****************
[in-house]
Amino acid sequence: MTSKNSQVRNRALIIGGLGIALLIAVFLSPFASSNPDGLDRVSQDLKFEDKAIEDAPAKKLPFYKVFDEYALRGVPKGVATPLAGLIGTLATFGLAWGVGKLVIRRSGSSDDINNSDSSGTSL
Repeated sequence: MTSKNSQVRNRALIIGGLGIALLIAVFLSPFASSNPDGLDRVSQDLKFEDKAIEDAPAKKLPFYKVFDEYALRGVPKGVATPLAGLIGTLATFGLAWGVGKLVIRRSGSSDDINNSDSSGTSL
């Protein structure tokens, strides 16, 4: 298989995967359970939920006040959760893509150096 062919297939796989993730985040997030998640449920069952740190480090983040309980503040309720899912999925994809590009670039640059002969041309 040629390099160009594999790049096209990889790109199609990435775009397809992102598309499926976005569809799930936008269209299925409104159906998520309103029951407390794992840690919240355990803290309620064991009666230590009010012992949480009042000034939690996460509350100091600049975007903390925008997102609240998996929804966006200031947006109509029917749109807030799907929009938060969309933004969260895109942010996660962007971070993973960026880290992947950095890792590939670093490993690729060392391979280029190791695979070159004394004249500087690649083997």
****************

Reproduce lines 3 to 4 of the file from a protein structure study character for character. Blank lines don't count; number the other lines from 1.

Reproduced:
Repeated sequence: MTSKNSQVRNRALIIGGLGIALLIAVFLSPFASSNPDGLDRVSQDLKFEDKAIEDAPAKKLPFYKVFDEYALRGVPKGVATPLAGLIGTLATFGLAWGVGKLVIRRSGSSDDINNSDSSGTSL
């Protein structure tokens, strides 16, 4: 298989995967359970939920006040959760893509150096 062919297939796989993730985040997030998640449920069952740190480090983040309980503040309720899912999925994809590009670039640059002969041309 040629390099160009594999790049096209990889790109199609990435775009397809992102598309499926976005569809799930936008269209299925409104159906998520309103029951407390794992840690919240355990803290309620064991009666230590009010012992949480009042000034939690996460509350100091600049975007903390925008997102609240998996929804966006200031947006109509029917749109807030799907929009938060969309933004969260895109942010996660962007971070993973960026880290992947950095890792590939670093490993690729060392391979280029190791695979070159004394004249500087690649083997």